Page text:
The U.S. addiction to unilateral use of military force as justification for a deterrent nuclear force has been voiced by Iran and North Korea. According to The New York Times, in 2011 Iran’s Supreme Leader Ayatollah Ali Khamenei said how Muommar Gadhafi “wrapped up all his nuclear facilities, packed them on a ship and delivered them to the West and said, ‘Take them!’…Look where we are, and in what position they are now.” Senior North Korean officials told Siegfried Hecker, former director of the Los Alamos National Laboratory, that “if Slobodan Milosevic in Serbia, Saddam Hussein in Iraq and Muommar Gadhafi in Libya had had nuclear weapons, their countries would not have been at the mercy of the Americans and their regime-change tactics.”

Washington is also cementing a reputation for bad faith in honoring deals. Richard Butler, former U.N. chief weapons inspector in Iraq, believes U.S. President Donald Trump has instructed intelligence agencies to find Iran in non-compliance with its multilaterally negotiated deal of July 2015 to curb its nuclear weapons program in return for sanctions relief. This is a demand for fake facts.

The International Atomic Energy Agency has repeatedly confirmed Iran’s compliance with the deal. Yet in a speech on Sept. 5 to the American Enterprise Institute, a leading neoconservative think tank, Trump’s U.N. ambassador, Nikki Haley, laid into Iran. As noted by Paul Pillar and Ryan Costello, her case was based on falsehoods, half-truths and innuendos. The insatiable market for fake facts in Washington is disturbingly reminiscent of the perfidious road to war in Iraq in 2003.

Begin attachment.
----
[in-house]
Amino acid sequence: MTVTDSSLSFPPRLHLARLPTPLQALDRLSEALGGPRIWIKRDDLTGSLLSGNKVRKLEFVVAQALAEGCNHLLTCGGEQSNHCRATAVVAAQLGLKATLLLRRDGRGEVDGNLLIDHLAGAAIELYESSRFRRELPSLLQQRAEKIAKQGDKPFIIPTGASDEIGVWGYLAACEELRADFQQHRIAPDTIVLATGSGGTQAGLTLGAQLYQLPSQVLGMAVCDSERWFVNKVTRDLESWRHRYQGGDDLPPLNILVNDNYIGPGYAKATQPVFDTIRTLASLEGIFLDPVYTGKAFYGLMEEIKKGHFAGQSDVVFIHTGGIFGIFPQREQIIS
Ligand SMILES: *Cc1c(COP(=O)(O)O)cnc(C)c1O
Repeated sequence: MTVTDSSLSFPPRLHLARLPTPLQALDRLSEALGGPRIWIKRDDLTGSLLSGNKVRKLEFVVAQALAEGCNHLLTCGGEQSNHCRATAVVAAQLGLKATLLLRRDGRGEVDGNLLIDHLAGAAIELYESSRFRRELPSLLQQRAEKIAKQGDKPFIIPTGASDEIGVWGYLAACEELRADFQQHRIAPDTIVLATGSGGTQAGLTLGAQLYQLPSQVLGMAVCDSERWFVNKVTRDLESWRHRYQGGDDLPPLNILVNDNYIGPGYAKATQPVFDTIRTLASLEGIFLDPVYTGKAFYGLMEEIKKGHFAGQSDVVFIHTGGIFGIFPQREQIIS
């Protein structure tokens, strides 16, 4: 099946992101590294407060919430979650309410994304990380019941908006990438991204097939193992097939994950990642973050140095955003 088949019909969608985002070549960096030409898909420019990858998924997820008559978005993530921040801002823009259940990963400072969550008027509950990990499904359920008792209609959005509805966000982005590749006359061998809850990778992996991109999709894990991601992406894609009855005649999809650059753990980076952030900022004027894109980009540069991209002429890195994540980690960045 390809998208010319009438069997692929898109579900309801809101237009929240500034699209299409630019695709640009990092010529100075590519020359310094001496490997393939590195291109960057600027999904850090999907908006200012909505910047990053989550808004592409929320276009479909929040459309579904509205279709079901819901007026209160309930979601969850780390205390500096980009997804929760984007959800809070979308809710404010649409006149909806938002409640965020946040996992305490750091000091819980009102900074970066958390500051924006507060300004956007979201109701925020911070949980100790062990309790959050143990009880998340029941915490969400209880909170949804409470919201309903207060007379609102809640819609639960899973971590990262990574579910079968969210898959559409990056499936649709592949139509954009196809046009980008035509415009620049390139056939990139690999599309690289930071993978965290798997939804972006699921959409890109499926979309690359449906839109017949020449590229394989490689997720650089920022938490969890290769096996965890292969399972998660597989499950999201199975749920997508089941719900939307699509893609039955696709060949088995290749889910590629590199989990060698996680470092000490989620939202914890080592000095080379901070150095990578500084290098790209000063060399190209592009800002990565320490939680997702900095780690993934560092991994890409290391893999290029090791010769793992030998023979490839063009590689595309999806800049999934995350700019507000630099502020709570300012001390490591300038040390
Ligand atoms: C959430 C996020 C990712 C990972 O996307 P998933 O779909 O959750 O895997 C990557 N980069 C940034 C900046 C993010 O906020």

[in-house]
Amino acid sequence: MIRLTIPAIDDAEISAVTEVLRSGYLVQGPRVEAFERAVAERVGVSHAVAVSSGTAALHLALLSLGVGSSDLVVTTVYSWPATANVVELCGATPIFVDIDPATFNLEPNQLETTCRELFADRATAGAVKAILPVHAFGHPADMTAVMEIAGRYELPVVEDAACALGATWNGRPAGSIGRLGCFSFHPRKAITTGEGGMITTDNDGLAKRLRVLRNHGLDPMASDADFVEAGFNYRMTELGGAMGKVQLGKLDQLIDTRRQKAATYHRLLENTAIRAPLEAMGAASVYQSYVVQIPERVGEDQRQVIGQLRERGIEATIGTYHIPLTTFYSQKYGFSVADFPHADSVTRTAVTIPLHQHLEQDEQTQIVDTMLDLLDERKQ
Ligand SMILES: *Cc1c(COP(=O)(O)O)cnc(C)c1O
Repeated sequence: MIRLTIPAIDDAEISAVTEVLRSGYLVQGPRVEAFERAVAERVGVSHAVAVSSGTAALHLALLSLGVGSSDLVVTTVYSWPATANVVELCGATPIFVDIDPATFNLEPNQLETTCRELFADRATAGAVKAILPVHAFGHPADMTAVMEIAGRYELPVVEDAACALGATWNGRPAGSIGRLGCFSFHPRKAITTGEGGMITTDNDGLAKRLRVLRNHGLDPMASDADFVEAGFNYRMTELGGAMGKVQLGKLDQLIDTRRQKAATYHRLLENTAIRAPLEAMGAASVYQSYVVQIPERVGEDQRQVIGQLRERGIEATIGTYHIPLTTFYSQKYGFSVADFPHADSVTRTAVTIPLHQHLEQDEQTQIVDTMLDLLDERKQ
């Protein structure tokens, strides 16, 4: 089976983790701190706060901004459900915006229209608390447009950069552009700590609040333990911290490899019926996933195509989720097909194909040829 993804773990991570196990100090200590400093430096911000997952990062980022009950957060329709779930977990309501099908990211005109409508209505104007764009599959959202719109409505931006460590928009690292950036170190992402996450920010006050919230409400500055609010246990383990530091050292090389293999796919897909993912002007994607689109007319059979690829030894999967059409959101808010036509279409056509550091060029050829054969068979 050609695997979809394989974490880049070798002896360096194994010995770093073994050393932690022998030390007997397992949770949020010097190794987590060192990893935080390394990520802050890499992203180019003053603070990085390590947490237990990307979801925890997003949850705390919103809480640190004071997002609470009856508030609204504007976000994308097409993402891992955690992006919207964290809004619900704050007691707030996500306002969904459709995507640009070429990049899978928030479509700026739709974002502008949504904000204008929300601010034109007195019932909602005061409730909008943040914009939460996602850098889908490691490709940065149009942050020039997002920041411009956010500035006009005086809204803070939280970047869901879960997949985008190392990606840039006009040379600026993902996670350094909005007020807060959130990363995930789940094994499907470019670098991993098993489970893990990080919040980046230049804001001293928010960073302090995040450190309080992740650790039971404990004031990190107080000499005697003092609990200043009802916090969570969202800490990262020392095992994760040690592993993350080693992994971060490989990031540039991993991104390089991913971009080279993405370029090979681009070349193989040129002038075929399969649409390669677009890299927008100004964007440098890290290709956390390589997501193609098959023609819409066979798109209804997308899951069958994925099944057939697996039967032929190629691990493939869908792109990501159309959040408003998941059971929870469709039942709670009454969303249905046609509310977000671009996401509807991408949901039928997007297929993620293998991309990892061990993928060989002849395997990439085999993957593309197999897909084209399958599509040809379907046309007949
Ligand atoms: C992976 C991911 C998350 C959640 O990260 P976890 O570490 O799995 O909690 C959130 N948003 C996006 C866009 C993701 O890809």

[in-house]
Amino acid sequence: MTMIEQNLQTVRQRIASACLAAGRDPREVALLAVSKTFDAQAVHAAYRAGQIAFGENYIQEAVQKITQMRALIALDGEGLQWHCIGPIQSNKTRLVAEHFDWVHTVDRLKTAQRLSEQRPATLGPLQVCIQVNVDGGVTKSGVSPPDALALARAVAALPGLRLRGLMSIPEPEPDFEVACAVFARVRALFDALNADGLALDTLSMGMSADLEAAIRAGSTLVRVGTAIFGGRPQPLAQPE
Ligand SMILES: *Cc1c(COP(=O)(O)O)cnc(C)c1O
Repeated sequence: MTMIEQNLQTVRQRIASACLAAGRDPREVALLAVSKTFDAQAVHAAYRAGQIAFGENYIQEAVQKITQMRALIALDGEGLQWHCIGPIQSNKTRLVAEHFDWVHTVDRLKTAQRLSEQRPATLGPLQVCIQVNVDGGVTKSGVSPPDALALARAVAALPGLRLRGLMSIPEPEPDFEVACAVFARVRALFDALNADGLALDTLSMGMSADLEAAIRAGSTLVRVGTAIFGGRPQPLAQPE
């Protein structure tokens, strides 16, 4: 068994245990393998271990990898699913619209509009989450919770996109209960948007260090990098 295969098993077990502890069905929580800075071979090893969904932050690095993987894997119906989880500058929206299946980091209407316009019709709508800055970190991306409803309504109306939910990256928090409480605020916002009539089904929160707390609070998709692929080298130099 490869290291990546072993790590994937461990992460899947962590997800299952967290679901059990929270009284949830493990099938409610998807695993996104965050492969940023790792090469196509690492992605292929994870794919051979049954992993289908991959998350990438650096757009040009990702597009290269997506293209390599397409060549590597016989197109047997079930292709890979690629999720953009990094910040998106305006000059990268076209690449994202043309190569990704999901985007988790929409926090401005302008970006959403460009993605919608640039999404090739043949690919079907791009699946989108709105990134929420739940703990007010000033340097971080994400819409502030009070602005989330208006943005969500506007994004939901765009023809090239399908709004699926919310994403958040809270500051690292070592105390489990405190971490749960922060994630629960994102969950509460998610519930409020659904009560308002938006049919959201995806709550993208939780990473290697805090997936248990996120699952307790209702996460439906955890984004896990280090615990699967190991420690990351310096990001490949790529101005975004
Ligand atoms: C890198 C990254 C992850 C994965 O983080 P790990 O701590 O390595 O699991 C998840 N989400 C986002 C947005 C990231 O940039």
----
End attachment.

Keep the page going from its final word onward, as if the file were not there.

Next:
A day earlier, Haley said in the U.N. Security Council that North Korea is “begging for war.” North Korea dramatic nuclear delivery strides should push war off the table as an option of choice. Instead the focus should shift to deterring Pyongyang from starting a war or committing acts of aggression, containing it, and constructing defensive shields even if not foolproof.

The nonproliferation horse has bolted and cannot be recaptured. But Pyongyang should be left in no doubt that any attack on South Korea, Japan or U.S. forces anywhere in the region — let alone an attack on U.S. territory — will provoke an all-out war guaranteed to destroy North Korea and liquidate the regime.

This will still leave two challenges. First, modeling itself on Pakistan, North Korea could practice low-level serial provocations that inflict pain and create frustration but are not significant enough to risk all-out war with the risk of nuclearization. Second, the anger and exasperation at North Korea being granted de facto nuclear-armed status, plus fear of abandonment by the U.S. (“Will Washington really sacrifice Los Angeles for Tokyo, San Francisco for Seoul?”), could drive Japan and South Korea (and perhaps Taiwan) to sprint down the nuclear weapons path.

Before the revisionists blame it all on the new U.N. treaty banning nuclear weapons, it is worth emphasizing that this crisis point has been reached from entirely within the NPT. The logic of proliferation cascade is built into the logic of nuclear deterrence that evades calls for abolition. For decades some of us have insisted that without disarmament, proliferation is inevitable. Instead of conceding how right we have been proven, already those on the other side claim that North Korea’s nuclearization proves how naive we have been in calling for controlled disarmament. Go figure.

Professor Ramesh Thakur is director of the Center for Nuclear Nonproliferation and Disarmament, Australian National University.